Acne is a dermatosis that mainly affects the pilosebacea unit of face, neck and trunk. It is characterized by inflammatory lesions (papules, pustules, nodules and cysts) and non- inflammatory lesions (seborrhea and comedones). It is the most common dermatological disease and affects 80% of people aged 11 to 30 (Kraning 1979). Although usually considered as a typical condition of adolescence, it can affect 8% of patients between 25 and 34 years and 3% between 35 and 44 years (Bergfeld 1995).

Acne remains a major disease of dermatological outpatient practice involving about 20% of all visits (Kraning 1979). But there are also many patients that the dermatologist does not see because they are being treated by other doctors, by pharmacists, by herbalists or by themselves with self-treatment.

The economic impact of acne is remarkable. The world market for the prescription of anti- acne products reached $ 3.3 billion in 2006. The world market for non-prescribed products is estimated to be 2-4 times greater, making the market for anti-acne products one of the fastest growing segments of dermatological sector all over the world (Bowe 2008).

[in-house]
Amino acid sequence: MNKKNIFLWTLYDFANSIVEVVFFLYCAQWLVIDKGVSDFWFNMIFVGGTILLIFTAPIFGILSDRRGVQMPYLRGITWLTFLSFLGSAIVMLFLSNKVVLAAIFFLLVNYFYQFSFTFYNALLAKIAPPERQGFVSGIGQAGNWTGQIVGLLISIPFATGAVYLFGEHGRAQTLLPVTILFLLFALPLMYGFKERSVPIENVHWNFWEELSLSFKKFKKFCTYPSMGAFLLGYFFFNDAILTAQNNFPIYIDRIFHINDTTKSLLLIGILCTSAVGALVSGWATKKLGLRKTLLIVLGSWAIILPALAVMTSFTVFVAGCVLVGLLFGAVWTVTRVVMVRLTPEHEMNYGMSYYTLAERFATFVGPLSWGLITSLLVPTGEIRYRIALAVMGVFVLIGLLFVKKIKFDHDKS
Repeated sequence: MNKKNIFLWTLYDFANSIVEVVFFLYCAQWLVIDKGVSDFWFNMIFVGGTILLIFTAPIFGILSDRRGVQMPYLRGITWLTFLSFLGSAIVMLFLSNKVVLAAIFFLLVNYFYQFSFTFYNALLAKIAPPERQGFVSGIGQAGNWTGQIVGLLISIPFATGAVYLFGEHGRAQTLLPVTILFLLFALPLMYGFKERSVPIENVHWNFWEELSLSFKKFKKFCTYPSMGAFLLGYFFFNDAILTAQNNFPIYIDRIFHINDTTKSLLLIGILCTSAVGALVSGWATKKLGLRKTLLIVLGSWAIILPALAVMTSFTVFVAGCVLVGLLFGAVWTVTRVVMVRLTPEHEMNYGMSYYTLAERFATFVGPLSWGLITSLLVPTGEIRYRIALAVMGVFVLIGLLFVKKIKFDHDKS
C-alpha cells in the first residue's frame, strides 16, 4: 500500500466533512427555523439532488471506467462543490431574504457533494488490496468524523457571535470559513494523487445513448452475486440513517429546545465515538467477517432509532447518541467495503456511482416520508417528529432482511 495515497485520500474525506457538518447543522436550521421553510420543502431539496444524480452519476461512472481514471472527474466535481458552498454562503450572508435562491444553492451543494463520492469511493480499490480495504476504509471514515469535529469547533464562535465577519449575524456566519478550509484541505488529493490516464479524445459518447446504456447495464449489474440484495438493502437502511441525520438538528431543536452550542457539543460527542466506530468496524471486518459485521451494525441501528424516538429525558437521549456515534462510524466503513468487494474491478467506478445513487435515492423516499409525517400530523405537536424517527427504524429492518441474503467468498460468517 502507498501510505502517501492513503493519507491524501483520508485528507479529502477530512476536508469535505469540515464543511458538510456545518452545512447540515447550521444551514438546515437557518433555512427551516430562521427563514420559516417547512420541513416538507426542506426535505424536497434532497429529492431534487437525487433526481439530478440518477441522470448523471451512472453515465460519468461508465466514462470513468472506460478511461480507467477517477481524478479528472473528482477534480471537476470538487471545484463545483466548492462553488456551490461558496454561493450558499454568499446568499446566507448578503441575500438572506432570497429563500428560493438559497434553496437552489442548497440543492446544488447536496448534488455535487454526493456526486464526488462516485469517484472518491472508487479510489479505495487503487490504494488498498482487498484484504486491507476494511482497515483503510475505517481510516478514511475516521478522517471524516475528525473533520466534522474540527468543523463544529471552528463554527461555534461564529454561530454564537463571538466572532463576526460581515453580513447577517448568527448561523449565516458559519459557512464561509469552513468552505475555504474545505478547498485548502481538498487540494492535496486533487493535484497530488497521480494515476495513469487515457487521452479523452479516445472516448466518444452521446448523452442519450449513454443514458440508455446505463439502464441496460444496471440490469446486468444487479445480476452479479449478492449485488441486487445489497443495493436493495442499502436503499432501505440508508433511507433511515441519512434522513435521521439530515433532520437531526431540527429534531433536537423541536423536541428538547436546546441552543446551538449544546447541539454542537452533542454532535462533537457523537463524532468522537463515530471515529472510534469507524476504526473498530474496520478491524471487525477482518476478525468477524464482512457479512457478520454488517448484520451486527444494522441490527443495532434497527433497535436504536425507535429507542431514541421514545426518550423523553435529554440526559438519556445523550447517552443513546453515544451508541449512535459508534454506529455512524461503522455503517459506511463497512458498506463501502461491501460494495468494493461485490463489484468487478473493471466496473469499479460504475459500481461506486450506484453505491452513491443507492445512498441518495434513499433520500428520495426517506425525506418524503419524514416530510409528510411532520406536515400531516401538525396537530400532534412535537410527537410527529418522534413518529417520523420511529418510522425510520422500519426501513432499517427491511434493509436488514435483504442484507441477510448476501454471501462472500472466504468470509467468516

Although not life-threatening, acne usually has serious psychosocial consequences causing low self-esteem, social isolation, depression (Koo 1991). Patients with acne are less successful in finding a job (Cunliffe 1986). Although in many patients acne can be limited to a couple of papules or comedones, severe illness can lead to disfiguring scars on the face.

Many known factors can contribute to the pathogenesis of acne: increased production of sebum; anomalous keratinization of the pilosebaceous canal; bacterial colonization (Propionibacterium acnes is the most important pathogen) and production of inflammatory factors (Hunt 1992).

Acne therapy is aimed at the ongoing clinical phase of the disease. Often, even if a systemic therapy is set up, it is useful to resort to topical, pharmacological and / or cosmetological treatment that can, more effectively and with fewer side effects, improve specific aspects of the symptomatology and eventually reduce unwanted skin reactions. Topical treatment must be accompanied by a high level of acceptability on the part of the patient who, only in this way, will gladly and reliably perform the prescribed treatments. The most frequently used topical agents include keratolytics, alpha-hydroxy acids, benzoyl peroxide, retinoids, azelaic acid and antibiotics (Bowe 2008).

Antibiotics that suppress Propionibacterium acnes are the standard treatment for acne, but are becoming less effective, probably due to the onset of antibiotic-resistant strains (Eady 1989, 1993). The other agents create local side effects of predominantly irritating type not always accepted by patients.

Current cosmetic research is directed towards formulation of topical treatments that are effective and at the same time well tolerated or treatments, to be combined with the classical ones, that can assist or mitigate their side effects.


In this research non-invasive techniques and clinical scores were used to evaluate the normalizing effects on acneic skin of a cosmetic product.